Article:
For the most part, Presser states, employees do not choose to work non-standard hours but do so as a result of employer demand, an idea echoed in "Not Just 9 to 5: The Problems of Nonstandard Working Hours", an article in Working USA by Peggy Kahn and Linda Blum. Looking at non-standard hours in the service sector Kahn and Blum found that a unionized workforce did have certain advantages over their nonunion counterparts. Although management can still change the work schedule in a union setting, it is constrained by the terms of the bargaining contract. For example, contracts may require that workers have regular schedules and consistent start and finish times for a certain period of time. Contracts can also contain language that requires a notice period of any changes to a work schedule. In contrast, Kahn and Blum found that workers in nonunion settings were often subject to working irregular and unpredictable hours, sometimes not knowing shift hours until one week before which can greatly increase employee stress.

Endicott Microelectronics is an IBM subsidiary with a non-union workforce. In October, it introduced mandatory 12-hour shifts for the 500 workers employed there. The shifts include weekends and holidays as scheduled workdays. Since its introduction, workers have reported high levels of fatigue and stress in trying to balance work with family responsibilities.

Organized workers have fared much better than their non-union counterparts. Unions have successfully negotiated contract language securing certain benefits for members who have to work such shifts. This year, IBEW Local 1060 successfully won "non-traditional shift" contract language that gives members who work weekends, doing preventative maintenance, 40 hours of pay for 36 hours of work. For six years, Thomas Industries has pushed the idea of a workweek that included weekends. The union was adamant that the long-term employees who made up the maintenance department were not going to be forced to work weekends. In April the union negotiated the new shift. "During this period machines were breaking down regularly and we definitely needed regular preventative maintenance work," Pam Darling, President/ Business Manager of IBEW Local 1060 explained. "We knew the Company was desperate for a weekend shift of some kind, as workers had been subject to at least five hours of mandatory overtime every Saturday for a while. So we proposed the nontraditional shift and the Company jumped on it." Employees on this schedule work 12-hour days Friday, Saturday, and Sunday and are protected from mandatory overtime. Voluntary overtime on Monday is at time and a half, Tuesday overtime is compensated at double time.

Working this non-traditional shift is a voluntary decision, "Our maintenance staff are long-term employees; some have been here for 20 years. The Union made it clear that the weekend shift would not be forced on any current employees but should be filled from the outside." Recognizing that some employees had come to rely on the weekend overtime, and since there was enough weekend work available, the union included language for five hours of voluntary overtime on Saturdays for those wanting it.

Moving to a non-traditional shift means a change not just for the employee at work but also at home where family responsibilities are rearranged to meet the new schedule. IBEW Local 1060 was able to find a solution to management demands for a weekend shift while successfully protecting the existing work hours of current employees.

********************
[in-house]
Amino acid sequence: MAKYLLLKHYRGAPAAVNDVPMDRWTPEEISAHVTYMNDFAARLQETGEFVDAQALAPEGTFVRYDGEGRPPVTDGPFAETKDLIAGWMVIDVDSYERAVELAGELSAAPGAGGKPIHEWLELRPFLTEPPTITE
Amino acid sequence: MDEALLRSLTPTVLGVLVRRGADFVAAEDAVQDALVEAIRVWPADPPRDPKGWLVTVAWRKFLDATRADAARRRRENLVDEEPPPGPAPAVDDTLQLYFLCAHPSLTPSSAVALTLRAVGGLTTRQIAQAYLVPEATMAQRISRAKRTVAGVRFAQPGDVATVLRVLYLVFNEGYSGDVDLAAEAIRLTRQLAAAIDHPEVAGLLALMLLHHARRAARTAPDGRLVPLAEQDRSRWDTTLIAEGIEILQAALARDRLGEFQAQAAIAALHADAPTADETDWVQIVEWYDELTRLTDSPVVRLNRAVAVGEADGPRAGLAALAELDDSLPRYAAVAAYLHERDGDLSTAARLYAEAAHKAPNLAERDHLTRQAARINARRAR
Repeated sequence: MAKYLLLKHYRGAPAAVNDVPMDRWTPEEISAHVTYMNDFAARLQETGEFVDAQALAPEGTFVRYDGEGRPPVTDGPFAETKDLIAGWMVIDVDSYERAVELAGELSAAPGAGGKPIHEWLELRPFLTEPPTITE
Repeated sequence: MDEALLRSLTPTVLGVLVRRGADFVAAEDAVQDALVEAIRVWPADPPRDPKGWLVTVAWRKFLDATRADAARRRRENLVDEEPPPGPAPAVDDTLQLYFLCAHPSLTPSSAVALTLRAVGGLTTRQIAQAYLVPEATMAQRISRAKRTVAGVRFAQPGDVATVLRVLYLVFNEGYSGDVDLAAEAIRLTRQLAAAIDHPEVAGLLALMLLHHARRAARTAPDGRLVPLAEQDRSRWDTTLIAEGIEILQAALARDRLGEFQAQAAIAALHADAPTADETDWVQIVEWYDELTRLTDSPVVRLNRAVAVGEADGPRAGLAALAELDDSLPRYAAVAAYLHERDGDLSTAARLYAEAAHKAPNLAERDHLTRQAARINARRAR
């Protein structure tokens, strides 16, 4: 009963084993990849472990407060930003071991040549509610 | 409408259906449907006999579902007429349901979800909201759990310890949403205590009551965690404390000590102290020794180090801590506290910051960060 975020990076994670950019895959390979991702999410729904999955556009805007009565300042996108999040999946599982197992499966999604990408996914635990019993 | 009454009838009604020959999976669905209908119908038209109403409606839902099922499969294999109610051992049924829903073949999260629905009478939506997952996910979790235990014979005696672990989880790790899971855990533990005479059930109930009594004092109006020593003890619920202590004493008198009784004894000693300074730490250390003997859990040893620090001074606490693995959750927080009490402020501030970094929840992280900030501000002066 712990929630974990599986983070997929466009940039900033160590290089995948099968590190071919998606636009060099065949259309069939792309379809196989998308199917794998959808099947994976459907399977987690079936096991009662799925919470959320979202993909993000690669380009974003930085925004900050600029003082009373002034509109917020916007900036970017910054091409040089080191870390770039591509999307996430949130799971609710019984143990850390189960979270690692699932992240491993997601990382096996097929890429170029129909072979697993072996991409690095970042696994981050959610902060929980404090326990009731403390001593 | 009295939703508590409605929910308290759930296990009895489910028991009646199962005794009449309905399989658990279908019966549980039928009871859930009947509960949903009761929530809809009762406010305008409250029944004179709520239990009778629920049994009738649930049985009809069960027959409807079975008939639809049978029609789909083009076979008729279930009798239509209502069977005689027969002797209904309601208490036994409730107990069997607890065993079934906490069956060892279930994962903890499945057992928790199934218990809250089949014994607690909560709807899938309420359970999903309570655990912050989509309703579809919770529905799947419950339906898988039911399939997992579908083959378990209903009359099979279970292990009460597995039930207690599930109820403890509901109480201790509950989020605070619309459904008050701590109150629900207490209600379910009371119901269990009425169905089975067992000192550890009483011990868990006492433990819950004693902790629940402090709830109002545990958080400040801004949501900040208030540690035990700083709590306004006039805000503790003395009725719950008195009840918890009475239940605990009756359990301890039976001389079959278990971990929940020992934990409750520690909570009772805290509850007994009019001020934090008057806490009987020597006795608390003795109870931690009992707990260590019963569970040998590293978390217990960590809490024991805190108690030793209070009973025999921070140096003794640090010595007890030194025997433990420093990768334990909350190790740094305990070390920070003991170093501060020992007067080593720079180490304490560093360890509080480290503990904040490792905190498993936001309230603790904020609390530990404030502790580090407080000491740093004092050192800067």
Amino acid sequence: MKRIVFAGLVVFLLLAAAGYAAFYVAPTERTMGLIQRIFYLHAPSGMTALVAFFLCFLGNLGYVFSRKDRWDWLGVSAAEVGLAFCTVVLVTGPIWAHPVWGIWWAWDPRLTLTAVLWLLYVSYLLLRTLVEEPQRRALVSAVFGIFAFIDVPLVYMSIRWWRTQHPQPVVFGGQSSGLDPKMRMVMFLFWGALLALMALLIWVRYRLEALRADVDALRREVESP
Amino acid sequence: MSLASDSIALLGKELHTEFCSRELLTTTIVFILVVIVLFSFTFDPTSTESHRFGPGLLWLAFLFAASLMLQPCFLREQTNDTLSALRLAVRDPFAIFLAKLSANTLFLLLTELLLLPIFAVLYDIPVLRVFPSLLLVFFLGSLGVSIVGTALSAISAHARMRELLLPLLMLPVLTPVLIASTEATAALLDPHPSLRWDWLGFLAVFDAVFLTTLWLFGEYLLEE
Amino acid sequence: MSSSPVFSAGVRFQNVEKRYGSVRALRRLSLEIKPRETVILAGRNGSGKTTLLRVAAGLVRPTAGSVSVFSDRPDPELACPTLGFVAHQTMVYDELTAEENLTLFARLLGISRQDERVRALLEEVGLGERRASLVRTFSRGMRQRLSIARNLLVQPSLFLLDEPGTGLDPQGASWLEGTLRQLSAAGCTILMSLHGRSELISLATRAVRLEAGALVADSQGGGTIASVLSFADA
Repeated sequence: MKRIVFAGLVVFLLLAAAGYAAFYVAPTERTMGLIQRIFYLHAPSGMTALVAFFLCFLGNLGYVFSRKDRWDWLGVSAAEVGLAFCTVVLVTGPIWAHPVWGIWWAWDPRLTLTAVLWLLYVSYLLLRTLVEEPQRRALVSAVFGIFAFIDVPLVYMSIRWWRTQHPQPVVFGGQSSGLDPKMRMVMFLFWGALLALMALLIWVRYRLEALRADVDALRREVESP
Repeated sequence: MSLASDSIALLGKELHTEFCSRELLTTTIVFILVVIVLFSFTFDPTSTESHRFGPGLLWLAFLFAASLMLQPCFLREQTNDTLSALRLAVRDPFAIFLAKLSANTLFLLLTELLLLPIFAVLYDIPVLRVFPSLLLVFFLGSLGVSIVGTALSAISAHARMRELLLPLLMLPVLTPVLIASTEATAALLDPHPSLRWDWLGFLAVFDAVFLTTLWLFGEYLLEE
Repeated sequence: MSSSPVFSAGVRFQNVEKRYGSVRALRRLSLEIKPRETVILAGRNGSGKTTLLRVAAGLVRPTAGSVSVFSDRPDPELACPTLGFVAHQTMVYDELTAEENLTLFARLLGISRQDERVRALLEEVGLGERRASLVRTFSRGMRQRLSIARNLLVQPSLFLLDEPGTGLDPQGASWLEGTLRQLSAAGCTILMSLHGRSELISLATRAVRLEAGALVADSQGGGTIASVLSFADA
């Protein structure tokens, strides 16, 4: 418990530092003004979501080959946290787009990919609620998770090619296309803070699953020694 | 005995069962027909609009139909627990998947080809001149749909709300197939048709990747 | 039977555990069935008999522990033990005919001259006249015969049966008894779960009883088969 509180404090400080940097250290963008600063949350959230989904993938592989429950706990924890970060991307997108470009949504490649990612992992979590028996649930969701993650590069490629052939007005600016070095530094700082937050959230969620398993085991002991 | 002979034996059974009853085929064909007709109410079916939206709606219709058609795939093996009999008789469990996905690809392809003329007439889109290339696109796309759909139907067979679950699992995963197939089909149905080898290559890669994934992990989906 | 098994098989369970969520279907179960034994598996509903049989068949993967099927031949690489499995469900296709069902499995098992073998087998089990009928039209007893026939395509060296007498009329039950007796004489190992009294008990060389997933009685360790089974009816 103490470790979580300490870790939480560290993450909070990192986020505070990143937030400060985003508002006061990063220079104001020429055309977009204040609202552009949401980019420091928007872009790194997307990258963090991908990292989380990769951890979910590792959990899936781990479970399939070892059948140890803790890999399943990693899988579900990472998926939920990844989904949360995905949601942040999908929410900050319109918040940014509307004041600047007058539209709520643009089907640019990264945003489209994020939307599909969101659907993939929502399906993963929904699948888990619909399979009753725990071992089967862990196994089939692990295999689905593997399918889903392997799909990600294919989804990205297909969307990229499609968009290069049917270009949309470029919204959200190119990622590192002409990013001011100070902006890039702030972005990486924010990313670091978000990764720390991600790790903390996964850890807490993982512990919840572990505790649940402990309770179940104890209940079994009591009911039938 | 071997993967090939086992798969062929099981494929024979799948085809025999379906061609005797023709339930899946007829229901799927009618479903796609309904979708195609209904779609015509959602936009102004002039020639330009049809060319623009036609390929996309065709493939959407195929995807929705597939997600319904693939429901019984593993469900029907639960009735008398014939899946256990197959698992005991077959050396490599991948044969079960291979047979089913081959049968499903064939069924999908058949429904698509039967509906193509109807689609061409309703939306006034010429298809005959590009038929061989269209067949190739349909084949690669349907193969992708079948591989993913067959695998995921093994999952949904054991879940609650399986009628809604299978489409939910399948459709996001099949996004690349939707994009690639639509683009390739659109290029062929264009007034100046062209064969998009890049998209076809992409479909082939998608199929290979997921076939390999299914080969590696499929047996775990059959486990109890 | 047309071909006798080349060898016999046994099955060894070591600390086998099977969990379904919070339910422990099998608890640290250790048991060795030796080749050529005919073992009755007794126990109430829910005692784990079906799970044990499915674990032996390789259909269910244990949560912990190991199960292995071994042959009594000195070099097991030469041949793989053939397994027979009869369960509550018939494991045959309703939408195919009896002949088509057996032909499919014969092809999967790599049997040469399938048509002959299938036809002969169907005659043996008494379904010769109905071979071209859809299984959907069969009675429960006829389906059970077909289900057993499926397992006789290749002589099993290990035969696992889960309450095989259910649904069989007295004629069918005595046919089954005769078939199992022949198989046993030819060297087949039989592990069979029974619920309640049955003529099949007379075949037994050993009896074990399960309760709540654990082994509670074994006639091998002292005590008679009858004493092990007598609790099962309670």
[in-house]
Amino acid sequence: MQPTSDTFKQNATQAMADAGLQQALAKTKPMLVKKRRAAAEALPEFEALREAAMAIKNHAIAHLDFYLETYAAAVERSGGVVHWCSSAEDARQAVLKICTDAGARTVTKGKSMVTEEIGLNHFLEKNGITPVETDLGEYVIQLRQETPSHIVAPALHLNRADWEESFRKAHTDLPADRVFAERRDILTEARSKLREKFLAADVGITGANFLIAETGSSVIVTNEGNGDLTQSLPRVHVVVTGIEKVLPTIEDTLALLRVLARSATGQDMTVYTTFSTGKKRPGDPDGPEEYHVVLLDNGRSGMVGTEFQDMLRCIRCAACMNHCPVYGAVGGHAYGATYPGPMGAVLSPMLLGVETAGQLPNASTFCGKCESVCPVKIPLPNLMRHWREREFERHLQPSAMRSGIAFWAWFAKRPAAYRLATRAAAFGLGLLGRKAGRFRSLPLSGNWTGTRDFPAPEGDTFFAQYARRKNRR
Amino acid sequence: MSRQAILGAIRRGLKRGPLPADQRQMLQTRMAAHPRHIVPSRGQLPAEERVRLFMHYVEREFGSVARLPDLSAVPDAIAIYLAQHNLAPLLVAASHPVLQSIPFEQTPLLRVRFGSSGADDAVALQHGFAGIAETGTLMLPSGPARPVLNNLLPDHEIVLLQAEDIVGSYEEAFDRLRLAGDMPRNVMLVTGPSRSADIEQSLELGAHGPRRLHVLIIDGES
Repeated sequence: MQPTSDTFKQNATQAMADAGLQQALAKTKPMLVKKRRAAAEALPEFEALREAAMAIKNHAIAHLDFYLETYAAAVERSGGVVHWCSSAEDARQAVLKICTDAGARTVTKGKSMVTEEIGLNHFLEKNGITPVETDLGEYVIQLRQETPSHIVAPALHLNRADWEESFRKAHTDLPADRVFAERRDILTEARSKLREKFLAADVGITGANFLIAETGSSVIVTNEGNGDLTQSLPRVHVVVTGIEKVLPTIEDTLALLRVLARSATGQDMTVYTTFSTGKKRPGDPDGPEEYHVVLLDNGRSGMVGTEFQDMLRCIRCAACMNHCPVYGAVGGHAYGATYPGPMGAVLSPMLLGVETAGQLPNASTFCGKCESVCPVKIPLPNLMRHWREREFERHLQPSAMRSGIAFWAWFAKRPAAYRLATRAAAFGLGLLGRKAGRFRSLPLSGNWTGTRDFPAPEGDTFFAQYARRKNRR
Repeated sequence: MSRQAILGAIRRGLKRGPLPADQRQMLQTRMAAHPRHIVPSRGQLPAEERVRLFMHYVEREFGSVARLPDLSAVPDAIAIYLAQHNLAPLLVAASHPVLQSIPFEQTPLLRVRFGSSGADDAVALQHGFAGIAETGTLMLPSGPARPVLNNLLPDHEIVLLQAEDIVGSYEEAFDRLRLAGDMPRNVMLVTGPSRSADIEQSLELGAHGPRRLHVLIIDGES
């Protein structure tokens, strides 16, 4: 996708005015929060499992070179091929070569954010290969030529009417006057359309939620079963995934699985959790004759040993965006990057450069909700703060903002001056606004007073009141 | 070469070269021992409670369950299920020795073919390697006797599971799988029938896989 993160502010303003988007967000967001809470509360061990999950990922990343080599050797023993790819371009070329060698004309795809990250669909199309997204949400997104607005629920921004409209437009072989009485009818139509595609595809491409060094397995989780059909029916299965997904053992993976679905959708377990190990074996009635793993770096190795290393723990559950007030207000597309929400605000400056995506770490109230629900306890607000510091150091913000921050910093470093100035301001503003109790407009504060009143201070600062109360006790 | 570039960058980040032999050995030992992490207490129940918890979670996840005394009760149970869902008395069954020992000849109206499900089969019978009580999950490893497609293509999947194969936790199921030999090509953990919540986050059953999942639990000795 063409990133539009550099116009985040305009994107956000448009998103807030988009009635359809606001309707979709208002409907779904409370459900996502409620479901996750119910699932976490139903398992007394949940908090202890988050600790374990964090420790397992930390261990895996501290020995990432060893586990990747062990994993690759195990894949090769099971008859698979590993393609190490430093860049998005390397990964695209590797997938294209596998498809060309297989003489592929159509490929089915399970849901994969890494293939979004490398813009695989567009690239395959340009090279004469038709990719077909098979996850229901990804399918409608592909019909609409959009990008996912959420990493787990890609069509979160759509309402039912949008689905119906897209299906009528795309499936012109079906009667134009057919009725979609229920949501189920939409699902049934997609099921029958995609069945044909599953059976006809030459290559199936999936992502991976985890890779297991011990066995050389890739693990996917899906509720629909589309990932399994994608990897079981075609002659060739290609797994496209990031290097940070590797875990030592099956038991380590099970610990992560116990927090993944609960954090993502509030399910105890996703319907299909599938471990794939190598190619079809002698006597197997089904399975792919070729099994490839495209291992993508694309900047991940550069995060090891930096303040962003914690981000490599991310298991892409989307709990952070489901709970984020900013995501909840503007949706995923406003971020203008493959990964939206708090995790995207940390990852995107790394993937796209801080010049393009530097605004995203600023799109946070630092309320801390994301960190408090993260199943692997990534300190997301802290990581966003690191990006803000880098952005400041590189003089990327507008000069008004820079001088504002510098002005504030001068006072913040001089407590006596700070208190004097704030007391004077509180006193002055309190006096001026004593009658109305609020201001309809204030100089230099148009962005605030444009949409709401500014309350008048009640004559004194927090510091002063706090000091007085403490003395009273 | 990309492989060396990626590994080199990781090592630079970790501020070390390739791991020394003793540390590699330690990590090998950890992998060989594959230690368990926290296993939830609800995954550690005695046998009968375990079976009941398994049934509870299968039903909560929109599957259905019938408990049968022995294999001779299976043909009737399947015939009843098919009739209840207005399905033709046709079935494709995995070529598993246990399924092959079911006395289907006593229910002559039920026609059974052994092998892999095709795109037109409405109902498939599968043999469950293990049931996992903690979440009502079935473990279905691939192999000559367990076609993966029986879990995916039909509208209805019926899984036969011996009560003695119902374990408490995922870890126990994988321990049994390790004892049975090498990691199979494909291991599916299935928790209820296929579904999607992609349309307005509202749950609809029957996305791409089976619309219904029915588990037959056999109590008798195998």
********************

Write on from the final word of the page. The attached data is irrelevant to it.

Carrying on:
With non-traditional hours now firmly established in the U.S. workplace, we are able to see its effects as families struggle to meet the new time demands at work and still maintain a family life. The change in work hours is not usually an individual choice but, for the most part, an employer demand. In reaction, unions have bargained for benefits such as higher pay differentials and less work hours for members who are required to work the nontraditional shifts, limits on mandatory overtime and the ability to swap shifts. Unorganized workers are left to the mercy of the employer and the demands to be competitive in the new 24-hour economy.






RESOURCES

Pocket Guide to the Family and Medical Leave Acts. Produced by the California Public Employees Program. A clear, concise reference for employees, union officials and labor relations managers, it covers the FMLA as well as the California Family Rights Act. Specifically written for the public sector, it covers eligibility, calculating leave, record keeping and notice requirements. Cost: $8.00 plus shipping and handling. Lower rates for bulk orders. To order, contact: jorders@ucpress.ucop.edu. Online orders: www.ucpress.edu/journals/

What Unions Can Do: Domestic Violence. Produced by the Family Violence Prevention Fund and AFSMCE and adapted from "The Workplace Responds to Domestic Violence: A Resource Guide for Employers, Unions and Advocates". Covers domestic violence as a union issue, union training, workplace safety plans and collective bargaining language. To order the complete guide or for more information, contact the Family Violence Prevention Fund at (415) 252-8900.

Status of Women in the States. The Institute for Women's Policy Research has released the third edition of a series of reports that examine the status of women across the nation. They rank each state relative to its region and the nation as a whole for women's political, economic, social, and health status. To order your state's report or a national overview, contact IWPR at (202) 785-5100 or the website at www.iwpr.org.

Labor Family News is published quarterly by:

Labor Project for Working Families
2521 Channing Way #5555
Berkeley, CA 94720
Ph: 510-643-7088
Fax: 510-642-6432
lpwf@berkeley.edu
www.working-families.org

Netsy Firestein
Editor

Jenya Cassidy
Managing Editor